For me the night began in the line outside, behind the white girl wearing a bindi. Someone didn't get last year's memo about cultural appropriation! (If you missed it too, my little brother writes an articulate blog post about it, in particular check out 'part 2' – “sacred things are a no, no”).
The line moved along fast enough, there were heaters outside, it was fairly pleasant. I was there by invitation, as everyone was, because I am holding an event next year at Sushi Samba for 350 people. I went because I wanted to see how the space worked as a drinks reception. You won't be surprised to hear that it does work. I will change a few things, like what doors to the balcony I have open, but that's mainly due to the fact I'm having May event, as oppose to a November one.
I brought my friend Zoe as my plus one. She has extensive experience in events and could help me look out for good ideas and any possible issues. The first drink we had was a sparkling sake – it was great! I shall definitely be doing that again – fresh, a little bit sweet. Something to make me stop and think, plus a conversation starter, if I needed one. The cocktails were great, a negroni with tequila, I think!? All beautiful, all with a twist. The food was fine – actually quite a lot going around, which is unusual for nights such as this. Nothing I can remember, for good reasons or bad.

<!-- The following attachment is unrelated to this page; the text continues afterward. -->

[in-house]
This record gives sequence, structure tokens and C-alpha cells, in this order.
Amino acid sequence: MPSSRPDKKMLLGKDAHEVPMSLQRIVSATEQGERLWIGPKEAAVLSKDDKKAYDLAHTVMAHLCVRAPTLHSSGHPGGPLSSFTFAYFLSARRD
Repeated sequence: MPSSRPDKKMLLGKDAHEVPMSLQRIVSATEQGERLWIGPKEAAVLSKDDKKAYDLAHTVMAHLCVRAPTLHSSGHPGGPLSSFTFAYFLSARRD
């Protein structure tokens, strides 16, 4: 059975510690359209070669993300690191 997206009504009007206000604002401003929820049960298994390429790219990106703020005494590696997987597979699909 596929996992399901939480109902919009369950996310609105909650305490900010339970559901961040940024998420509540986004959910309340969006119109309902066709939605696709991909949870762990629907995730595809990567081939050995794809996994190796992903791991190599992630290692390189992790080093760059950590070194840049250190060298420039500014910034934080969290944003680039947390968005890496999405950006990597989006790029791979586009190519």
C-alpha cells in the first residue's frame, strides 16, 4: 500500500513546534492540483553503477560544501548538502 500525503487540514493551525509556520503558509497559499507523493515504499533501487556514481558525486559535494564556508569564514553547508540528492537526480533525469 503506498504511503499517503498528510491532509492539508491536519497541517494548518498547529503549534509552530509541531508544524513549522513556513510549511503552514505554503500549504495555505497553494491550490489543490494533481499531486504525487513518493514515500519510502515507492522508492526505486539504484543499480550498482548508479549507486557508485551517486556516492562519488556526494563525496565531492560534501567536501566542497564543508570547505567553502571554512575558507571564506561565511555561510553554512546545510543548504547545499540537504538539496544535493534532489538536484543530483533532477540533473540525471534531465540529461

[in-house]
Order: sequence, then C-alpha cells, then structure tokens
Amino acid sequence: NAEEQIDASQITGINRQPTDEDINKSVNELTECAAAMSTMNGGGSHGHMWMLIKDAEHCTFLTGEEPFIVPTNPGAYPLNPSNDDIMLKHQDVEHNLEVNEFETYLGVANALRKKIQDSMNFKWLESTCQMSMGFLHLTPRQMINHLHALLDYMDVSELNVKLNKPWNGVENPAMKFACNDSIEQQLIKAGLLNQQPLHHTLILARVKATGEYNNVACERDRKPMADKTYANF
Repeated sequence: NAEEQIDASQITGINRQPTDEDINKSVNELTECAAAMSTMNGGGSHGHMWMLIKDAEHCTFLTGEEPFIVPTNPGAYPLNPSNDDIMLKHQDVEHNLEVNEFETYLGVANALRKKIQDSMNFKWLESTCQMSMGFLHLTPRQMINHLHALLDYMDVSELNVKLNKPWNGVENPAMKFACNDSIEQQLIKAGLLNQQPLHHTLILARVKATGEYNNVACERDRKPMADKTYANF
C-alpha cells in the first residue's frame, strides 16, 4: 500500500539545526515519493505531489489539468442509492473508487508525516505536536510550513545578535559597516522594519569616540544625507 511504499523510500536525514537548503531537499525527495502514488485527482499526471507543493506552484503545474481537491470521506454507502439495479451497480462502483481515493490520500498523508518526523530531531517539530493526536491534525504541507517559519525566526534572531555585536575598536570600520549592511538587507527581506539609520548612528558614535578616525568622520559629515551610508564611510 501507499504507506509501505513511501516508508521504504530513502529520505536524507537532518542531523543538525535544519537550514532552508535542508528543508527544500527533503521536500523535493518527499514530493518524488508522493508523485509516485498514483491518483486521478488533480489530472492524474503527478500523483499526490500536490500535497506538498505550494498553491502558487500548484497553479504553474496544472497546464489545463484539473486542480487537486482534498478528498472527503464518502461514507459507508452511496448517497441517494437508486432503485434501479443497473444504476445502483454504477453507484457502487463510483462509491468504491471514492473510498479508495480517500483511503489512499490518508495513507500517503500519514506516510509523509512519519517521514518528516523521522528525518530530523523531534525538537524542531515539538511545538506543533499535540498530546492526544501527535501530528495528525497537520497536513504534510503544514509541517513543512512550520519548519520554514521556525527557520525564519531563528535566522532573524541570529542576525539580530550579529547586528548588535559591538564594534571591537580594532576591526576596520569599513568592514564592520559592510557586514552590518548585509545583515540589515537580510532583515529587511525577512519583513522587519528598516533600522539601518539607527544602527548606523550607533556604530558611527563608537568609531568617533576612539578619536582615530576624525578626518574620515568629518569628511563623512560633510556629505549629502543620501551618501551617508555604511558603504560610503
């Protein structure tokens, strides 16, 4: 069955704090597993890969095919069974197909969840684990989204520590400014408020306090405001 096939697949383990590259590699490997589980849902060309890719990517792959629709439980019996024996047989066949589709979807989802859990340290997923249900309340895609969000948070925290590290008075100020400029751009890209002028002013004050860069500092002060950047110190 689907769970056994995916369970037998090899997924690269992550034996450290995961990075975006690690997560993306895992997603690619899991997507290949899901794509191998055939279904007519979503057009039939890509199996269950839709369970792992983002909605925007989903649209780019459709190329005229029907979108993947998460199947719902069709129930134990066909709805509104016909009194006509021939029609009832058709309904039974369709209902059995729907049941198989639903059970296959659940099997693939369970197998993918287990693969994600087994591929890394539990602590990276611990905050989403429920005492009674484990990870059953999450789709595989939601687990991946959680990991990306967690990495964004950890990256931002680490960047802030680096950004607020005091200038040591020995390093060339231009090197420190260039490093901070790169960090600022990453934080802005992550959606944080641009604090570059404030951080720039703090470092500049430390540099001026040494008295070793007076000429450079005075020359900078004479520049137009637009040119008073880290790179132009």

Whilst waiting for our cocktails Zoe and I noticed not one person said thank you – what is about free stuff that makes people turn into rude lumps of humanity? Couldn't they see the place was packed and the staff were working incredibly efficiently, fast, and with a smile!? Dudes, dudettes – rude, shame on you!! No amount of wearing Dior's Poison, in retro/irony and your hair in a top knot can excuse that kind of entitlement.
Side note – Missy Elliot came on, and nobody danced! Not even a wiggle. I don't even think there was a moment of recognition. I almost cried. When did people become too cool for Missy?
And so the highlight was the staff. Smiles, and quick to top up my glass of bubbles (post cocktail I moved on to bubbles – two of those negronis and I would have been out cold!). A glass broke, and within seconds it was clear. Bravo team SS, you did an excellent job, under very annoying circumstance.
Other than maybe opening a different door to the balcony, the only thing I would change for my event is not having asian women dressed up as geishas... I love a theme, I get that it's a Japanese fusion venue. But, there is more to Japan than geisha girls. I mean, we're in London. And in a part of the city that is the corporate centre. It's a big ,western city. Geishas have a particular cultural association that involves status and gender and no doubt other things that I don't know about. It was all a bit awkward. (If you're not particular sure what my issue is, I suggest starting with Edward Said's 'Orientalism').
And so, with the dulcet tones of Vanilla Ice wafting across the room and rebuffing a lovely, flirtatious 24 year old's advances, I realised my life was complete and it was time to leave. Zoe and I waltzed out the door secure in knowing my event next year would be more than fine, it would totally rock (as long as all the staff are the same!).
Tuesday 11 Novmeber, 2014.
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